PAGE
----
Corporate Governance of Newly Privatized Firms : The Remaining Issues in Korea

Corporate Governance of Newly Privatized Firms : The Remaining Issues in Korea
Kim, WoochanNam, Il Chong
privatization; ownership structure; corporate governance; institutional investors
Issue Date
Series/Report no.
KDI Working Paper Series;04-05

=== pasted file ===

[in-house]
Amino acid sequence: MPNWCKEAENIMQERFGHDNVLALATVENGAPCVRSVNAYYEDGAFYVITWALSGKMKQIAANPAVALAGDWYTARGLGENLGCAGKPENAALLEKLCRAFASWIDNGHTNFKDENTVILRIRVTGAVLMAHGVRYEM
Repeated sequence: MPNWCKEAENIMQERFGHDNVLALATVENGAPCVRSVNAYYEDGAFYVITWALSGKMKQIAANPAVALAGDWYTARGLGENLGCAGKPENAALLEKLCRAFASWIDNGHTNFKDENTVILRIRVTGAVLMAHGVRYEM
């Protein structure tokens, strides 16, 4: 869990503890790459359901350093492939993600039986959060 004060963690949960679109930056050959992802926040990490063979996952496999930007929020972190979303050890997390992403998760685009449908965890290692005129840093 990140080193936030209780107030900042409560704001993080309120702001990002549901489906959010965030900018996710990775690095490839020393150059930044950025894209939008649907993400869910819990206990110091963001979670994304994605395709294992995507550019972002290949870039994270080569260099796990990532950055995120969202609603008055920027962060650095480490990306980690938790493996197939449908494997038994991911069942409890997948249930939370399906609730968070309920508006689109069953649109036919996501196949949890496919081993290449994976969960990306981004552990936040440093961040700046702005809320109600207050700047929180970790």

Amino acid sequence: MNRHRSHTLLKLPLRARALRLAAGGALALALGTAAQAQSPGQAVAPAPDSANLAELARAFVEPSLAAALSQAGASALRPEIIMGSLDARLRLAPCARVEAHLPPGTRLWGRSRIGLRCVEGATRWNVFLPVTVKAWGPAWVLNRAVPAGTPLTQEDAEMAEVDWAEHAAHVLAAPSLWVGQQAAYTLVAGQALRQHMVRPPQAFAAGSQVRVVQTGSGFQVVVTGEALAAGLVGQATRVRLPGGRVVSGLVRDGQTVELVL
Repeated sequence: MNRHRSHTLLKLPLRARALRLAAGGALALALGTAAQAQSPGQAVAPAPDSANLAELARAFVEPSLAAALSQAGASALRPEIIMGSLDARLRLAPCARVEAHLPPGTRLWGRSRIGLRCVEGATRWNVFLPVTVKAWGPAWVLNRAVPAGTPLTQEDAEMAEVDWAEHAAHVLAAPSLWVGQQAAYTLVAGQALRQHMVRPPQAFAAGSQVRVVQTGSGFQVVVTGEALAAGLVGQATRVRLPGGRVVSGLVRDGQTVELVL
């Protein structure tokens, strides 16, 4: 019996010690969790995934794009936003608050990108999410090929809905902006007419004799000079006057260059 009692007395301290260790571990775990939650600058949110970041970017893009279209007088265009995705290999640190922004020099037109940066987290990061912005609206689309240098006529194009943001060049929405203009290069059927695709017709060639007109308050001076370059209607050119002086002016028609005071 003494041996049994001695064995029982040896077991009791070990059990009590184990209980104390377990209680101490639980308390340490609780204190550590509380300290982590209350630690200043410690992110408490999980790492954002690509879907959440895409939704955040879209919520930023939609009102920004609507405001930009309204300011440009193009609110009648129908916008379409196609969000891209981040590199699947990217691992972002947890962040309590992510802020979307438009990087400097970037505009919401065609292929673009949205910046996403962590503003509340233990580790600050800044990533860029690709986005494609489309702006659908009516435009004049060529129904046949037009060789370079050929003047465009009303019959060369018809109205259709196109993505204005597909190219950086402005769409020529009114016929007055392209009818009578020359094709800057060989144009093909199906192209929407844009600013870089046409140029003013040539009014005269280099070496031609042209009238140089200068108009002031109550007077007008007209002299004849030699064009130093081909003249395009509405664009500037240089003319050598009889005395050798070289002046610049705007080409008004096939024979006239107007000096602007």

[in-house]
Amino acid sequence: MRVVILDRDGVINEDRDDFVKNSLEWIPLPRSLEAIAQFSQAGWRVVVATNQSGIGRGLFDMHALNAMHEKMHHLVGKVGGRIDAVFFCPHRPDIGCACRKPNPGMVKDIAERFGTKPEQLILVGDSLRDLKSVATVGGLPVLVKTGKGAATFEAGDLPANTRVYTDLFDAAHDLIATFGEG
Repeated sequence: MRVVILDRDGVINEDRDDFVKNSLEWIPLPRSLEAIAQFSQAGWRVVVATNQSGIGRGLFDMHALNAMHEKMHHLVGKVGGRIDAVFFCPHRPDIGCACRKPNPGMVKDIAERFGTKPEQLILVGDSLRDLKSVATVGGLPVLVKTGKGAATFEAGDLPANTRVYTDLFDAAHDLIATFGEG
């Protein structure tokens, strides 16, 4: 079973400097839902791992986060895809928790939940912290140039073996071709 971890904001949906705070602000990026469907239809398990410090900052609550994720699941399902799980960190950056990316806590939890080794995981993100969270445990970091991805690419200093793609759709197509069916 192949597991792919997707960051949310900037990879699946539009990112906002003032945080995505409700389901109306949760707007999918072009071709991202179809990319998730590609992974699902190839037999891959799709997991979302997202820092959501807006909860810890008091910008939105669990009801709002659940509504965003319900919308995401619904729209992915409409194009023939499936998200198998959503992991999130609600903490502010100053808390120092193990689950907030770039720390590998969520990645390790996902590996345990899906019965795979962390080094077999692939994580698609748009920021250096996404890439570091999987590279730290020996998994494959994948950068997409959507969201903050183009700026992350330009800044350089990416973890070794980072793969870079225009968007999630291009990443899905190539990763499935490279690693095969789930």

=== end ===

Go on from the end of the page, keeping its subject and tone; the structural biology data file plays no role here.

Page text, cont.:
In this paper, we review the developments that took place in the ‘Big Four’ after their full privatization. We show that POSCO, KT, and KT&G, which were privatized to have dispersed share ownership, have relatively high corporate governance standards. We also show that the ‘Big Four,’ have either maintained their superior performance or at least improved them. The remaining of the paper discusses on the two remaining concerns often raised regarding the newly privatized firms. That is, the issue of desired corporate ownership structure and the role of government. As for the first issue, we try to provide a number of reasons why chaebols are not appropriate candidates to acquire newly privatized firms. One argument is that the ownership structure of Korean chaebols suffers from a number of incentive problems: other people’s money agency problem, entrenchment agency problem, and tunneling. Related to this, we show that there is a considerable separation between the control and cash flow rights in chaebol-affiliated firms, and introduce empirical literature showing the link between separation and firm performance. As for the second issue, we strongly argue that the most important role a government could play after privatization is to make sure that the newly privatized firms are management independent of government interference. But, we also emphasize that government should improve the institutional environment that would induce better governance from Korean corporations. In this respect, we stress the importance of enforcement, protection of minority shareholders’ right, and the role of institutional investors. To make domestic institutional investors to take a more active role in improving the governance of Korean corporations, we argue that the first step would be to revamp the governance structure of Korean National Pension Fund.
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